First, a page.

LINCOLN — When Brenna Lyles heard Nebraska’s recruiting pitch, she wasn’t promised instant playing time or even a scholarship. But she was shown a vision for how a 5-foot-5 player would fit in the Huskers’ plans for matching up in one of the country’s best volleyball leagues.
“I think they saw lots of my energy and my good vibes on the court and my hustle,” Lyles said.
The freshman defensive specialist from Wimberley, Texas, is part of the first iteration of a change in NU’s recruiting philosophy in the Big Ten. Sure, coach John Cook is still going to try to coax the nation’s biggest hitters and toughest blockers to Lincoln, but stopping Big Ten offenses call for quick floor defenders to pick up what blockers miss.
In the Big 12 days, Nebraska played its outside hitters in each rotation, attacking in the front row and digging shots and passing out of the back. The Big 12 played most of its matches on Wednesdays and Saturdays, meaning several days of rest between matches.
But once NU moved to the Big Ten, which usually has its teams playing back-to-back nights on Friday and Saturday, fatigue became more of a concern. So Cook decided to follow the blueprint used by other Big Ten teams: putting big-time attackers in the front row and complementing them with defensive specialists who could quickly get to the floor to dig shots and keep rallies alive.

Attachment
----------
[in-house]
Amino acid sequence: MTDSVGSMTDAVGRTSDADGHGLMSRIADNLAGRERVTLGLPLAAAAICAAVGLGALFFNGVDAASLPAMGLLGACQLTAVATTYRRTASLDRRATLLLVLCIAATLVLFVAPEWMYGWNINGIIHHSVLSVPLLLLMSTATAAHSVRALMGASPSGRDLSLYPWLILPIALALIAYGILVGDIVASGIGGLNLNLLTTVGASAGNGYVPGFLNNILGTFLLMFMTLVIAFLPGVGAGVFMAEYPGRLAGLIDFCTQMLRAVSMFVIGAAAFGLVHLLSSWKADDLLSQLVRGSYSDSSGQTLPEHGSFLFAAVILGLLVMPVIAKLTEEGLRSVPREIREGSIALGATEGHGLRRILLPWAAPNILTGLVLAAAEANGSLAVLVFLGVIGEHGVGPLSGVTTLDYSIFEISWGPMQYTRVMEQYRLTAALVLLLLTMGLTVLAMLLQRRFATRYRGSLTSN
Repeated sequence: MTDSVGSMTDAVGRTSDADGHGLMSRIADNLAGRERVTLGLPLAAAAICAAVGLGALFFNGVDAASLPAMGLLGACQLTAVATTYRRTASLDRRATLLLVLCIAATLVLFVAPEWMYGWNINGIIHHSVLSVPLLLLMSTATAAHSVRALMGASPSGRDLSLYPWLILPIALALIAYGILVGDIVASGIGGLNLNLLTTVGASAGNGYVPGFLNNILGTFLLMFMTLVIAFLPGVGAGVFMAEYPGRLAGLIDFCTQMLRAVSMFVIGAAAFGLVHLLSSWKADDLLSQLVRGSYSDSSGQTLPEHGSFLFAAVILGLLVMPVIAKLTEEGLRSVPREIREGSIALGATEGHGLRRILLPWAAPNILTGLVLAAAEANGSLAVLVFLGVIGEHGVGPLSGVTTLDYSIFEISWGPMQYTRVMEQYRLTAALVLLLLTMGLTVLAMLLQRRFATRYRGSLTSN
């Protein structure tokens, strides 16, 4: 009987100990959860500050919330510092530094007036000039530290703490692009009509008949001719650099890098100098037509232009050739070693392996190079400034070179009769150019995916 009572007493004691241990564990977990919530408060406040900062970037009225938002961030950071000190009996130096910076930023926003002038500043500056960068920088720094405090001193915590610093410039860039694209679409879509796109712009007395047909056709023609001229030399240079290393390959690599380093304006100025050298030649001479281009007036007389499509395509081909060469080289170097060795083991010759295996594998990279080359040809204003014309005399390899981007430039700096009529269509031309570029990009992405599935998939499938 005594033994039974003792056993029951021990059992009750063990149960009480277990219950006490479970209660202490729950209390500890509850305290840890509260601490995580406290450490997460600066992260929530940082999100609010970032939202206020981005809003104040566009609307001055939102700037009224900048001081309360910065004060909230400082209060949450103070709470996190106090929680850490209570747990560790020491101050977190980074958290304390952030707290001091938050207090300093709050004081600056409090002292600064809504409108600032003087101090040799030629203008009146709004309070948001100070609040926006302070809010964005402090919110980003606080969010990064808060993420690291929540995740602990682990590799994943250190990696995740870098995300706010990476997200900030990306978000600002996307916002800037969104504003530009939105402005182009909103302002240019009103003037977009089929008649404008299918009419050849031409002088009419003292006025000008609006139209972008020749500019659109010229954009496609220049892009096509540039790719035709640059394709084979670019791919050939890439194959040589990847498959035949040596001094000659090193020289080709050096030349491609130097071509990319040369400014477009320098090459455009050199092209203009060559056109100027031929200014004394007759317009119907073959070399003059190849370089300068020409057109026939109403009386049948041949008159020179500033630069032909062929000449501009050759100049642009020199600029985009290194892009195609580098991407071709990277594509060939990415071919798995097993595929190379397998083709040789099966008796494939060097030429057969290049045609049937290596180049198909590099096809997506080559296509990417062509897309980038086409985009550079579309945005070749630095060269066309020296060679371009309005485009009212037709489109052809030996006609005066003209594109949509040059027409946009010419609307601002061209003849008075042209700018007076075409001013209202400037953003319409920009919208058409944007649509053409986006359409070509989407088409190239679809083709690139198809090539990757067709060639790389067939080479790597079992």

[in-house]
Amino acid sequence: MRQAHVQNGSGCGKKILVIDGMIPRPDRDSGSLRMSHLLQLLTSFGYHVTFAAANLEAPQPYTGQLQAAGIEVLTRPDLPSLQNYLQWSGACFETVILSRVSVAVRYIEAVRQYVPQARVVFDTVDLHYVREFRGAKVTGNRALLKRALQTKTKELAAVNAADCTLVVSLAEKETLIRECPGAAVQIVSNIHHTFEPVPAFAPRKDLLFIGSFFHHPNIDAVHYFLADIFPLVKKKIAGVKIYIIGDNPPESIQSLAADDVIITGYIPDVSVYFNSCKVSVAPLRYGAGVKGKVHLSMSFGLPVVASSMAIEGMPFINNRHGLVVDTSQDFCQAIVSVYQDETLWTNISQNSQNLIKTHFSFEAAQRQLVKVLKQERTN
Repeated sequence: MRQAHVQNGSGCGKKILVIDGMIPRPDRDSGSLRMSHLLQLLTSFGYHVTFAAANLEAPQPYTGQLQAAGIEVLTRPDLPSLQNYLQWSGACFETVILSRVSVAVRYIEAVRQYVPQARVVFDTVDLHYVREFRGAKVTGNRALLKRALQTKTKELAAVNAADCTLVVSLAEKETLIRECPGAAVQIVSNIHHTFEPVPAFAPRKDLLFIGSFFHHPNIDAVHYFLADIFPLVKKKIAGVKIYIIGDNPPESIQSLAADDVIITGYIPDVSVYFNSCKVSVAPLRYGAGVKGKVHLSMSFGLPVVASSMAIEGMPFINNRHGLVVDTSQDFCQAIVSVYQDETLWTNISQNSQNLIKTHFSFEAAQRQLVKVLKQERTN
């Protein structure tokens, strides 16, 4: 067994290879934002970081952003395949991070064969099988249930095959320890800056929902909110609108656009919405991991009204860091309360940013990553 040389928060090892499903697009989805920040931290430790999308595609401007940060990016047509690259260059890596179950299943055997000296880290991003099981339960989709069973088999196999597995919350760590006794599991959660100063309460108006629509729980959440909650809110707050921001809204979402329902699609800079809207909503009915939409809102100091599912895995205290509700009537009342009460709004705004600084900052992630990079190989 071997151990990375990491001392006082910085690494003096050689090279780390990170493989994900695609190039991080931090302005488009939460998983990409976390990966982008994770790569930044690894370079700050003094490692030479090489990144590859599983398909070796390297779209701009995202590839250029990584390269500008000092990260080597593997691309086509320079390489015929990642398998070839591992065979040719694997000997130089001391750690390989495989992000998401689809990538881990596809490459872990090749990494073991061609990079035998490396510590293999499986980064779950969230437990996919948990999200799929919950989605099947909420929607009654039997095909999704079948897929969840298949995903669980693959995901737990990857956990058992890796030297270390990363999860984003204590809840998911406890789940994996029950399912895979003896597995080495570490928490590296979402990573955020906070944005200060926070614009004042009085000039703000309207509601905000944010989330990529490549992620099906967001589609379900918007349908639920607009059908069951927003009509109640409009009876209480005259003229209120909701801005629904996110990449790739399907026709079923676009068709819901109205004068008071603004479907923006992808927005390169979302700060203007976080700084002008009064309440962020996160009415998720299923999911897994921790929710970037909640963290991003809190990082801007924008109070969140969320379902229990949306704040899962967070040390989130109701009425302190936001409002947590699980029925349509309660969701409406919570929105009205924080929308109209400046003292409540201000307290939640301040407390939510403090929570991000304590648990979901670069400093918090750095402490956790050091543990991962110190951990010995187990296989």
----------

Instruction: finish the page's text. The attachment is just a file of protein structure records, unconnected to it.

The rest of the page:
Nebraska still has six-rotation outside hitters like Kelsey Robinson, Kadie Rolfzen and Amber Rolfzen. But Cook is quick to spell one of them — or one of his middle blockers — with Lyles or fellow freshman Alexa Ethridge.
“We’ve recruited to get some kids that we can put in the back row and rest those front-row players,” Cook said. “We’ve got more coming next year because I think when you’re playing these back-to-back matches, you’ve got to have some depth in the back row.”
Last week, NU signed Lincoln Pius X libero Sydney Townsend to join the team in 2014, and expected 2014 walk-on Annika Albrecht from Illinois likely could play a number of positions, including defensive specialist.
Cook has been quick to mention the impact Lyles and Ethridge have had off the bench. Ethridge (13) and Lyles (12) are third and fourth on the team in aces. Lyles added 10 digs off the bench in last Saturday’s win over Michigan playing in front of her parents and grandparents, who had made the trip to Lincoln.
“Getting playing time, it builds a lot of confidence and it helps me play better in practice, too,” Lyles said.
No. 6 Nebraska (21-4, 14-2 Big Ten) hopes to parlay the growing confidence of its young floor defenders into improved defensive performance this weekend, when the Huskers play at No. 25 Purdue (16-11, 7-9) on Friday and unranked Indiana (9-18, 1-15) on Saturday. Both matches start at 6 p.m.
Purdue is the lone team to beat NU in the Devaney Center this season, winning in four sets on Oct. 19. So even though the Boilermakers come into the match having lost four straight, Cook said the Huskers know the danger Purdue poses.
“All I know is how they played against us here,” Cook said. “They played at a really high level, and that’s the level we’re preparing for.”